It took a moment for it to sink in. Ettrich looked at Coco and said the name. She remained impassive but was clearly waiting for him to continue.

"If Bruno is dead but I saw him, then he's in the same situation as me. And you were talking to him in the restaurant. You said I came back to life the moment I saw you." One of the candle flames on her dresser sputtered. Ettrich glanced up and licked his bottom lip while his mind caught its breath and moved to the next thought. "So it's probably true with everyone this happens to--you meet them the moment they come back." Now he was talking out loud to himself. Coco was there but she was not as important as his own understanding. "I've got to find Bruno and talk to him about it." He tapped one index finger against the other and kept doing it. Things were becoming clearer; a plan was emerging. "Obviously you're not going to tell me more. So I've got to find him and compare notes. That's a plan. That makes sense, right?"

He looked up from his tapping fingers but Coco was no longer there. He remembered her saying she was cold. He assumed she'd gone to put on something warm. He sat there making a mental list of things to do next. He didn't feel good but he felt better. Ettrich was a pragmatist. He had more questions for Coco but was pretty sure she wouldn't answer them. He would just have to figure these things out on his own.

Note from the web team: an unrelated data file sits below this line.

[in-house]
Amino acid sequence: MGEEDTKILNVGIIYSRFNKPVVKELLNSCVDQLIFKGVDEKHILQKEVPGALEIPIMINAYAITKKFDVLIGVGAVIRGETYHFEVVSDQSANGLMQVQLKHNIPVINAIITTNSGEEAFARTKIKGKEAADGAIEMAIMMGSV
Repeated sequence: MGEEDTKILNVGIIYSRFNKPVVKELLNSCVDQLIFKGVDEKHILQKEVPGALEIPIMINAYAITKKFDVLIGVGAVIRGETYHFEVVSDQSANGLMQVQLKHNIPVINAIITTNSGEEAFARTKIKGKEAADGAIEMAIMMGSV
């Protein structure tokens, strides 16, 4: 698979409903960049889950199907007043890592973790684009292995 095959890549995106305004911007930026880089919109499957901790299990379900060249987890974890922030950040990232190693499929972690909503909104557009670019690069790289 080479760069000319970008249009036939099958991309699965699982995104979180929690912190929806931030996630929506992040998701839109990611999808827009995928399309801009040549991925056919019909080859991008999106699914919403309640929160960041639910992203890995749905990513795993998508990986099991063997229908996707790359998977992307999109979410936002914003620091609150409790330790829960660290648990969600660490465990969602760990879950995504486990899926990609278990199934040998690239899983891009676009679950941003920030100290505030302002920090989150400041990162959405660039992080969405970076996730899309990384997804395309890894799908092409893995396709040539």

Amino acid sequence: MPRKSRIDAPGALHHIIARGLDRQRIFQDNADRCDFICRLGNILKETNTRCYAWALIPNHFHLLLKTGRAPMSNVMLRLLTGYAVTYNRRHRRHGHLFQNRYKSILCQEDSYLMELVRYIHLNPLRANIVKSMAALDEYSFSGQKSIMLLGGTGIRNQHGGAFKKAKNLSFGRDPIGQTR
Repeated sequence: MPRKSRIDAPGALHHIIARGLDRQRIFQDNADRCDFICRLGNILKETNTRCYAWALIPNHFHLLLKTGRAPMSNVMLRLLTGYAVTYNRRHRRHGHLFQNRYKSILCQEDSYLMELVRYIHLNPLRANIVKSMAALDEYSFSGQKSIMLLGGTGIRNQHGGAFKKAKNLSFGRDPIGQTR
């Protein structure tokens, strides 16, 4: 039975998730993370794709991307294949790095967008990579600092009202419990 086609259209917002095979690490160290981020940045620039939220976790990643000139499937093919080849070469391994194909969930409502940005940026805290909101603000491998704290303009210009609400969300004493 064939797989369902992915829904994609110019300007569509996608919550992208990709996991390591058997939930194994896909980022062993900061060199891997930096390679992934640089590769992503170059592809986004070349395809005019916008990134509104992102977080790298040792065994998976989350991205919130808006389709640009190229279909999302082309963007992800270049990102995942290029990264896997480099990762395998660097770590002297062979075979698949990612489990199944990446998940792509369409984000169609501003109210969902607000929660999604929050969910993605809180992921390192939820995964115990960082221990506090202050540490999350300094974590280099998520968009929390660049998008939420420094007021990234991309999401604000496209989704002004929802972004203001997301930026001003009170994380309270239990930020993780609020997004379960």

But there was one thing he had to know before he could proceed and only she could answer it for him. He couldn't go on with his planning until she gave him some kind of answer. Suddenly impatient, he stood and went to find her.

For a Guardian Angel or Grim Reaper or spirit or whatever she was, Coco chose to live in a pretty meager apartment. One bedroom, a living room that doubled as a dining room, kitchen, bathroom, basta. It took Ettrich all of two minutes to walk through her place and discover she was gone. It didn't even surprise him. He could only shrug. What did it mean? Was she gone for good or had she just disappeared for now?

A white couch sat under a window in her living room. In front of it was a round glass table. Ettrich saw two things lying on it he knew hadn't been there before. Coco didn't like things on the table. She had told him that. He walked over and saw they were photographs. One was the picture he had already seen of Big Dog Michelle and Tillman Reeves laughing. The other was a close-up of Coco's neck with the Bruno Mann tattoo on it.

Holding one in each hand, he looked back and forth between them. A tattooed neck and two black people laughing. The images meant little but he knew they were his new beginning. As he walked back to the bedroom to get dressed, it came to him that if he couldn't find Bruno then he would next go looking for Michelle Maslow.

Copyright © 2002 by Jonathan Carroll